This site is optimised for modern browsers. For the best experience, please use Google Chrome, Mozilla Firefox, or Microsoft Edge.

Feedback

We welcome your feedback, which will help improve this site.

Feedback form

2020 NIHR ACF PES Imperial Platform Science and Bioinformatics

 

Contents

2020 NIHR Academic Clinical Fellowship in Priority Research Themes

HEE Local Office: North West London
Medical School: Imperial College London
Research Theme: Platform Science and Bioinformatics
Specialty Options: Paediatrics

Plain English Summary

Paediatrics Research projects in Platform Science

We have an enormous array of research utilising platform sciences from which an ACF can select a project. Specific research areas aligned to the platform science theme include:

i. Discovery/development of diagnostic gene expression, protein and metabolomic signatures for infectious and inflammatory diseases, using data/samples from major datasets collected over many years from children with various infectious diseases. There is a particular focus on classification of infections in individuals with other illnesses such as sickle cell disease or cancer.

ii. Discovery and development of biomarkers from children with fevers to predict life-threatening infection (as opposed to more simple infections). We have longitudinal data from children with life-threatening disease and aim to predict future outcomes and treatment responses.

iii. Investigate interactions between children and the infective organisms using genetic sequencing to explore the biology of severe infections.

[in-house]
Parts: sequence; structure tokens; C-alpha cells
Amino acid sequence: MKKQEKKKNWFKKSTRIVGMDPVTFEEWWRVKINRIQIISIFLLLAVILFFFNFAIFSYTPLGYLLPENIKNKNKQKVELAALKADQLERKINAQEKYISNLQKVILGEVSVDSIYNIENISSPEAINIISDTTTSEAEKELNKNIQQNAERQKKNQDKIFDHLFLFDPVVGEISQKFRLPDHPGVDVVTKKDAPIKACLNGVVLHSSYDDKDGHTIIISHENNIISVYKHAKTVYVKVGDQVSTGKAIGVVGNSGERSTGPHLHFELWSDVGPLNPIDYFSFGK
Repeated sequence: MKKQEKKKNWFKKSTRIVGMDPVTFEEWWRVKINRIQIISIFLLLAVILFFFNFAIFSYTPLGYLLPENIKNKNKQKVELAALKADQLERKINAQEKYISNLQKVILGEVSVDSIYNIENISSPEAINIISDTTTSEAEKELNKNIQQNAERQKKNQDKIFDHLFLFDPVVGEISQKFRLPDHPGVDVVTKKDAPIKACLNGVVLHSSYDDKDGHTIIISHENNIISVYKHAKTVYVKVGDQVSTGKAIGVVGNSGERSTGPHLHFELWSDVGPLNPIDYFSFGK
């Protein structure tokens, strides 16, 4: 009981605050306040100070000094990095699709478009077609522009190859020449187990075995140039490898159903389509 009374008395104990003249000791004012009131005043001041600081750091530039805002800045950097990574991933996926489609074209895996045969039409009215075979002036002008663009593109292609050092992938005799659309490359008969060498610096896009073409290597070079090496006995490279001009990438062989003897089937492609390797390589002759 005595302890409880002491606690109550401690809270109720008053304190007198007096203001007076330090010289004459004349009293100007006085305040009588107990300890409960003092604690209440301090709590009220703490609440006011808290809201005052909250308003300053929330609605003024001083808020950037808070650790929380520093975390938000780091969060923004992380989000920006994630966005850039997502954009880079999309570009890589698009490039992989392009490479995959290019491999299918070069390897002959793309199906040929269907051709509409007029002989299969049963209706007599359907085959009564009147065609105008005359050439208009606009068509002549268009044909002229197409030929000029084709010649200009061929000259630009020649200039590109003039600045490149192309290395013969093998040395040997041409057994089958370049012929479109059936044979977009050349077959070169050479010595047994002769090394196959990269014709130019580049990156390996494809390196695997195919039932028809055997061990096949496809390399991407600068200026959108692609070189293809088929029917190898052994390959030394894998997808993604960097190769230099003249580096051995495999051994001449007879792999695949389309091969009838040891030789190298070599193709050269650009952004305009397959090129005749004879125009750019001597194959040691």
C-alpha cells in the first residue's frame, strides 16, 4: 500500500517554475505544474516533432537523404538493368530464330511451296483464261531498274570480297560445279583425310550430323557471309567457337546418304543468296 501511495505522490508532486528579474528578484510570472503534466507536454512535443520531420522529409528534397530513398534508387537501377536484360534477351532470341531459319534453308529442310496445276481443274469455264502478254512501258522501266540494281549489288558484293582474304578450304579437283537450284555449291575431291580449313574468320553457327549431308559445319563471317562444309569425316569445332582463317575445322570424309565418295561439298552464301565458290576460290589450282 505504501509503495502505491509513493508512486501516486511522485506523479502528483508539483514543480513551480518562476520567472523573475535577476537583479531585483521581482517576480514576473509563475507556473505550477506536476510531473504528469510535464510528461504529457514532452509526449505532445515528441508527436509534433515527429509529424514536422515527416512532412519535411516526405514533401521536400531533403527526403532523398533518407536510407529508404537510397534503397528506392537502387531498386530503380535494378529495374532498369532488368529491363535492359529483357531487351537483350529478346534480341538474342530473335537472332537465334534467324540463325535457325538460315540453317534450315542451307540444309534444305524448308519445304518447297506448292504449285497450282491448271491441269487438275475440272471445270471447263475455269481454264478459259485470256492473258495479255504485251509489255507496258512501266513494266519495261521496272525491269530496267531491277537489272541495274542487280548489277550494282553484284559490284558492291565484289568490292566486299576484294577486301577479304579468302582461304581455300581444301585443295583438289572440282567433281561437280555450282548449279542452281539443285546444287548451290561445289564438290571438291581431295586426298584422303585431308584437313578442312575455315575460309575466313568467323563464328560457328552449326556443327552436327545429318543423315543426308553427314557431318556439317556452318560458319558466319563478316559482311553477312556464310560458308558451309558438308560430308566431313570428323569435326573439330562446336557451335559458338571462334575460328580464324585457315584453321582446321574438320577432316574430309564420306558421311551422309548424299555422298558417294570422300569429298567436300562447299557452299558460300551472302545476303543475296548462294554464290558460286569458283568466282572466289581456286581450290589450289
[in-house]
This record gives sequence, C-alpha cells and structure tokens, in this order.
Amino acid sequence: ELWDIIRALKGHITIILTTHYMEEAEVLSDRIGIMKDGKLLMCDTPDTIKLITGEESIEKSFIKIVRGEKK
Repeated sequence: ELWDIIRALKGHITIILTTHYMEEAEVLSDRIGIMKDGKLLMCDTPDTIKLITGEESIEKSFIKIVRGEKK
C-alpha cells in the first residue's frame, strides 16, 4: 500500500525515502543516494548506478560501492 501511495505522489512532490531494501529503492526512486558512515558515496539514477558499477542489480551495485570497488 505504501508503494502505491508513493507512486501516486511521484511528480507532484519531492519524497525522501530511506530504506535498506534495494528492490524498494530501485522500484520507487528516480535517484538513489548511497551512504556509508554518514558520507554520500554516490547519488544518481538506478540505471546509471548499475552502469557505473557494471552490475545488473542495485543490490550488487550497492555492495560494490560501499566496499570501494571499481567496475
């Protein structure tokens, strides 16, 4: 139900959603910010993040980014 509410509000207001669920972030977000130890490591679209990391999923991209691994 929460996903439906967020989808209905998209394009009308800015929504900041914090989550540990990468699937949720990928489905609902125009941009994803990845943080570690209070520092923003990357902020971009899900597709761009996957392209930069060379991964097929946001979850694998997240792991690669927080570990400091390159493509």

iv. Identifying specific gene signatures of babies with perinatal brain injury and sepsis in newborn infants, and integration with brain imaging, to develop rapid tests to guide personalised therapies such as brain cooling.

v. Exploration of the genetic basis of infectious disease susceptibility and severity, working with the newly established NIHR BRC Severe Infection Genetics clinic.

vi. Detailed work on treatment stratification in asthma and allergic diseases such as peanut allergy.

vii. Determination of early life genetic and other markers driving the transition from apparent normality at birth to children with recurrent wheeze or those with allergic asthma

viii. Investigating the use of routinely collected Northwest London data to target public health interventions and address unmet healthcare needs more effectively in children with multi-morbidity.